Apple just bought its own wireless charging company. Here's why.
Mobile Communications

Apple just bought its own wireless charging company. Here's why.

Apple has purchased a New Zealand-based wireless charging company whose technology can send power to multiple devices, from headphones to remote controls, at the same time.

As appealing as that may sound for mobile devices, Apple likely hopes to use the technology for a vast array of electronics such as the Apple TV remote control or its own computer mouse – and perhaps even for industrial applications.

PowerByProxi wireless charging IDG/Lucas Mearian

A prototype of PowerByProxi's wireless charging box, which can charge multiple devices at the same time. Inside the box is a remote-controlled car, a Wii controller and a TV remote control, all using wirelessly chargeable AA batteries. 

Apple in September unveiled wireless charging technology in this year's iPhone 8 and iPhone X smartphones – a first for Apple. Then it purchased PowerByProxi, whose products range from 2-watt to 150-watt chargers, as well as wirelessly rechargeable AA batteries.

PowerbyProxi was founded in 2007 by entrepreneur Fady Mishriki as a spin-out from the University of Auckland. Much of its most recent creative efforts have been aimed at producing boxes and bowls into which multiple devices can be placed and charged, all  at the same time.

how wireless charging works resonant PowerByProxi

How wireless charging works.

The sale was first reported today by Stuff, a New Zealand publication; it has since been confirmed by both Apple and PowerByProxi.

"The team and I are thrilled to join Apple," Mishriki said in a statement. "There is tremendous alignment with our values, and we are excited to continue our growth in Auckland and contribute to the great innovation in wireless charging coming out of New Zealand."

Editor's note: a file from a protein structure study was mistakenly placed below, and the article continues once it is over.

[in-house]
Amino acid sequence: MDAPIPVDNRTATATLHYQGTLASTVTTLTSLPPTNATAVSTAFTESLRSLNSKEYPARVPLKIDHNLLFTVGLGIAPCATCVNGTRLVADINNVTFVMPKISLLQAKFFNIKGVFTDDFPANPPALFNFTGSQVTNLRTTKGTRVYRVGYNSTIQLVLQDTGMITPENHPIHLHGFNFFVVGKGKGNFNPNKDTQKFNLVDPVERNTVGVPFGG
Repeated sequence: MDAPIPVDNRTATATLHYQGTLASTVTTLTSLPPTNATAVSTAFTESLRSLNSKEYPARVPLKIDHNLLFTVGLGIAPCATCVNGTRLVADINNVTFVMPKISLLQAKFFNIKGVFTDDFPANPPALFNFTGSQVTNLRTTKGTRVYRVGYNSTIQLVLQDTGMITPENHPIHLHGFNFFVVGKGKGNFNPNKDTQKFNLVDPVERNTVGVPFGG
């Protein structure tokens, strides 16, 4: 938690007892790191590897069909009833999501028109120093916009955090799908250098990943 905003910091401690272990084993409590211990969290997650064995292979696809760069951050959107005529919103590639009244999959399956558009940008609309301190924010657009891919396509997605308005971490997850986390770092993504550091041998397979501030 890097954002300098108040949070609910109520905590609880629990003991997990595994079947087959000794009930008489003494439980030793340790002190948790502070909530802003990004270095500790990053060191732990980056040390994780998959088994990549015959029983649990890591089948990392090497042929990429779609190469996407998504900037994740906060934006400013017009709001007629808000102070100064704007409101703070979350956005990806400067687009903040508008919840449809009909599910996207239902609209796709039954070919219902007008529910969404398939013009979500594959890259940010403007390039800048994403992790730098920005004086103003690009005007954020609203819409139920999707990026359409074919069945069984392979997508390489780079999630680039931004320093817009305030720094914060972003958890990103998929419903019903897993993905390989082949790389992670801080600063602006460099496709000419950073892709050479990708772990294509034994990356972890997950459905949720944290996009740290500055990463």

Mishriki showcased the company's technology at CES in 2013 (video below).

The Aukland-based company got its start selling large-scale systems for commercial industries such as construction, telecommunications, defense and agriculture. For example, one product is a wireless control system for wind turbines.

Apple has taken a slow, more methodical road to wireless charging; its adoption of the Qi-specification technology this year comes long after Samsung and other smartphone makers offered wireless charging.

The Qi specification – the industry's most popular – allows for power transfer ranging from 5 watts to 15 watts in the latest v1.2 release. Apple chose 7.5 wats of power transfer for the new iPhone 8 and the iPhone X, which goes on sale Nov. 3.

"Apple's been behind on this," said William Stofega, IDC's program director for mobile phones. "Because they want to keep the device nice and thin, they didn't want to go with the crowd."

Apple wireless charging AirPower Apple

The new Apple-designed AirPower mat, slated to arrive in 2018, can charge an iPhone, Apple Watch and AirPods simultaneously.

PowerbyProxi is a member of the Wireless Power Consortium (WPC) Steering Committee, which develops the Qi standards for wireless charging.

Apple's recently announced AirPower charging pad – slated for release in 2018 – will be able to charge up to three Qi-enabled devices, including new versions of the Apple Watch, iPhone and AirPod charging case. Similar devices are already on the market; even Ikea sells them, along with furniture that has wireless charging devices embedded in it.

Ikea wireless charging pads Ikea

Ikea's wireless charger line-up includes a pad that's capable of charging three devices at once (center).

The Auckland company's "loosely coupled" magnetic resonant charging technology was also miniaturized and placed into AA rechargeable batteries, so there is no need to embed the technology directly into devices. The wireless technology takes up about 10% of the AA battery height.

Carolina Milanesi, principal analyst at Creative Strategies, believes Apple was interested in PowerByProxi because the firm's technologies allow for ubiquitous use.